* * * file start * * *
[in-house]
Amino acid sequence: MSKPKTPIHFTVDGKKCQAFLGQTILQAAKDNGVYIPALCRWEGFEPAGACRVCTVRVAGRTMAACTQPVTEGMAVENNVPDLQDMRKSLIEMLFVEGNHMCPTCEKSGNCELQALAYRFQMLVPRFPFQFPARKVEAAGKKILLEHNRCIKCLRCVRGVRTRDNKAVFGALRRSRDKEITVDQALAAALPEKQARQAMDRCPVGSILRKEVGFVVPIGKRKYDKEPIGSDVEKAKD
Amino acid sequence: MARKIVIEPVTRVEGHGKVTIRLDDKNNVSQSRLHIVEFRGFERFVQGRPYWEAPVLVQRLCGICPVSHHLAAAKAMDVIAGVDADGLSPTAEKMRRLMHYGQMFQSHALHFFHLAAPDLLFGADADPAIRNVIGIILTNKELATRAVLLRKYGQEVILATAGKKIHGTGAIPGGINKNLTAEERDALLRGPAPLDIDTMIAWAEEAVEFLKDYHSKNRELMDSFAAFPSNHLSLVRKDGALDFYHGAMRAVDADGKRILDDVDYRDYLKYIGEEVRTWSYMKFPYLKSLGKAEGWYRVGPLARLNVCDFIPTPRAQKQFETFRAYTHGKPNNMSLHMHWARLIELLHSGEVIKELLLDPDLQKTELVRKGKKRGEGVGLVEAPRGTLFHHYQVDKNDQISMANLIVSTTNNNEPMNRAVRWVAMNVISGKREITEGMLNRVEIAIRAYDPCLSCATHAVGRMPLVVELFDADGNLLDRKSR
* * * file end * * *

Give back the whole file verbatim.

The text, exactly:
[in-house]
Amino acid sequence: MSKPKTPIHFTVDGKKCQAFLGQTILQAAKDNGVYIPALCRWEGFEPAGACRVCTVRVAGRTMAACTQPVTEGMAVENNVPDLQDMRKSLIEMLFVEGNHMCPTCEKSGNCELQALAYRFQMLVPRFPFQFPARKVEAAGKKILLEHNRCIKCLRCVRGVRTRDNKAVFGALRRSRDKEITVDQALAAALPEKQARQAMDRCPVGSILRKEVGFVVPIGKRKYDKEPIGSDVEKAKD
Amino acid sequence: MARKIVIEPVTRVEGHGKVTIRLDDKNNVSQSRLHIVEFRGFERFVQGRPYWEAPVLVQRLCGICPVSHHLAAAKAMDVIAGVDADGLSPTAEKMRRLMHYGQMFQSHALHFFHLAAPDLLFGADADPAIRNVIGIILTNKELATRAVLLRKYGQEVILATAGKKIHGTGAIPGGINKNLTAEERDALLRGPAPLDIDTMIAWAEEAVEFLKDYHSKNRELMDSFAAFPSNHLSLVRKDGALDFYHGAMRAVDADGKRILDDVDYRDYLKYIGEEVRTWSYMKFPYLKSLGKAEGWYRVGPLARLNVCDFIPTPRAQKQFETFRAYTHGKPNNMSLHMHWARLIELLHSGEVIKELLLDPDLQKTELVRKGKKRGEGVGLVEAPRGTLFHHYQVDKNDQISMANLIVSTTNNNEPMNRAVRWVAMNVISGKREITEGMLNRVEIAIRAYDPCLSCATHAVGRMPLVVELFDADGNLLDRKSR